Another concern is that I feel some behaviors, such as the experimenting with drugs, will be tolerated and not addressed.  Once again, this goes with the above concern.  It is not that I feel Nan would let our child go off and become a meth addict living on the street purposely, but that she would ignore the initial behaviors and then step in when it became obvious to everyone that it had gone to far, and that then it would be much harder or too late to really stave off that result.  Looking the other way is such a character trait of Nan’s that sometimes I wonder why she had eyes on her face and not on the side of her head since she would regularly ignore what was right in front of her anyway and talk it away.  Excuses, denials and other avoidance measures would be used until some point where she felt it had gotten out of control, maybe even not until authorities had become involved.  As a parent I feel it is our place to give the kids some space to make mistakes, because they will make them.  They are not yet mature enough to mull through all the consequences themselves and that is the guidance that we can provide.  I am not comfortable that Nan will take those steps, as she likes to avoid any part of parenting that requires effort.

The last concern is the general environment.  I try to avoid stereotyping as much as possible, however the neighbors that I have met and that Nan or my daughter talks about are not the type of role models that will provide a good basis for my daughter.  Obviously the school system draws from these neighbors and their children and so that environment would not be as healthy as where I feel she is at.  With my concern about the shoplifting etc. there is ready access within walking distance of several stores where an unsupervised child can get into trouble with that vice.  I believe the drug opportunities would be higher in the neighborhood. 

This lack of structure and guidance at a time when her counselor and my wife and I feel she needs it is the crux of the concern.  Again, I am pretty sure Nan is not really interested in making the change as it would give her all kinds of extra financial and emotional burdens that she can conveniently avoid now.  Her relationship with the kids right now is similar to a grandparent where the kids stop by for a few days on weekends and then go home.  The visits are short enough that they just plan most of their life around them and so activities and friends tend to not be involved much there.  It becomes a focused time of just being a bunch of friends chatting about life and therefore an extension of her high school clique rather than a continued healthy family situation with adults that act like adults.  If she ends up at Nan’s  I feel the result to my daughter’s life has a high chance of being that train wreck.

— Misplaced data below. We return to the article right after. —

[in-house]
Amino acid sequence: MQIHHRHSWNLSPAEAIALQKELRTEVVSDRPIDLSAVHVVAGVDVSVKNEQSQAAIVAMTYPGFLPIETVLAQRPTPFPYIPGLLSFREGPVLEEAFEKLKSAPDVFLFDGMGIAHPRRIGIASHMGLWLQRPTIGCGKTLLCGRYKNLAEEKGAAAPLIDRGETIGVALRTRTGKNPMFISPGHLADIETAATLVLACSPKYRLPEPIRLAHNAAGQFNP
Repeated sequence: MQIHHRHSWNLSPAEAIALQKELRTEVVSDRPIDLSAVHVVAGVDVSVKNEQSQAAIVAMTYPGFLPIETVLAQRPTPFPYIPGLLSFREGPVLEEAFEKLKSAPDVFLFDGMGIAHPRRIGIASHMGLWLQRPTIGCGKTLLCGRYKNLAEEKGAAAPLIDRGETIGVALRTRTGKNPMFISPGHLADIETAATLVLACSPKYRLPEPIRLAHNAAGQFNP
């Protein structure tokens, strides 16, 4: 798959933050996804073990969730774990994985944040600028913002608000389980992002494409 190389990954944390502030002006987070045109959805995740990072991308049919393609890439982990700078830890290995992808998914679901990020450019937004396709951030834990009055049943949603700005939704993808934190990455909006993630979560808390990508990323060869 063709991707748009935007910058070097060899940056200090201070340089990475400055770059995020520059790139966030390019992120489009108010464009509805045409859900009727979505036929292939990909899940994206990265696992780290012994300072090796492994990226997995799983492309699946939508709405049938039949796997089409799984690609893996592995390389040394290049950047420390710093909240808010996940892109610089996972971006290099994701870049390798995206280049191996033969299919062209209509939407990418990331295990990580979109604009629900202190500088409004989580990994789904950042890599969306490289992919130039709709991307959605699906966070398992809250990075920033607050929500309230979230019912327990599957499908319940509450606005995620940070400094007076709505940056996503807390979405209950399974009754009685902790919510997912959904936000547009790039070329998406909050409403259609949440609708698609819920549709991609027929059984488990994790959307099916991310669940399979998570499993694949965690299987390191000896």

Oh what fun life can have for us at times.  You ever feel like you are watching a train wreck, but can do nothing to stop it?  This is where we are at today.

We have been having an ongoing situation with one of our kids that is coming, or I guess has come, to a head in the last few days.

Marcia, our oldest, has been pushing her boundaries and rebelling strongly for several months.  She is going to a counselor and we have been doing what we felt we could to enforce consequences and keep her in line. 

Recent developments are she and Jan has been experimenting with witchcraft and was told in the fall that we would not condone this in anyway in the fall when we found out about it.  Nan was always into fortune telling and other such practices so was little help in discouraging her.  After Memorial Day weekend one of the other kids told us that Marcia was trying to smoke something in the woods behind the house prior to Memorial Day.  She told us it was kitchen spices.  The next day her room was searched and nothing relating to that was found but a few bottles with liquid and herbs labeled with their uses for summoning witches and the like were found under Marcia’s bed and she was told she was losing a party for school friends she had been planning for end of the school year because she disobeyed the rule to keep witchcraft out of the house.  This Monday she asked if she could instead go to get frozen yogurt with a few friends.  After being told she was grounded that day and she could not simply exchange one activity for another, she was upset and texted Nan to complain.  Nan then proceeded to text me to intervene on her behalf.  When confronted with this, Marcia lied and said she had not talked to Nan.  Her consequence then was to lose her phone and iPod touch for the night and she refused and was so confrontational it was obvious she wanted things to escalate to a physical confrontation.  We told her if she did not back down and stop we would be calling the police, which we eventually did.  They arrived and explained the consequences and that if parents feel they cannot control an unruly child any other way what we did was appropriate.  Her counselor also agreed this was the right course of action when we let her know what had happened.  She was belligerent in front of the officer to the point that he made it clear to him that with her behaving the way she was in front of him, when most people are on their best behavior, he could only imagine what she must be like when he is not there.  At one point during this whole episode she said she wanted to go live with Nan and that Nan was going to work on that.  Nan had been aware of all these goings on as we had kept her informed and that night we called her to fill her in on the latest episode. In that conversation I directly asked Nan if she wanted to go down that route and she said she was not interested in Marcia living with her but that she never wanted her to feel that she didn’t love her.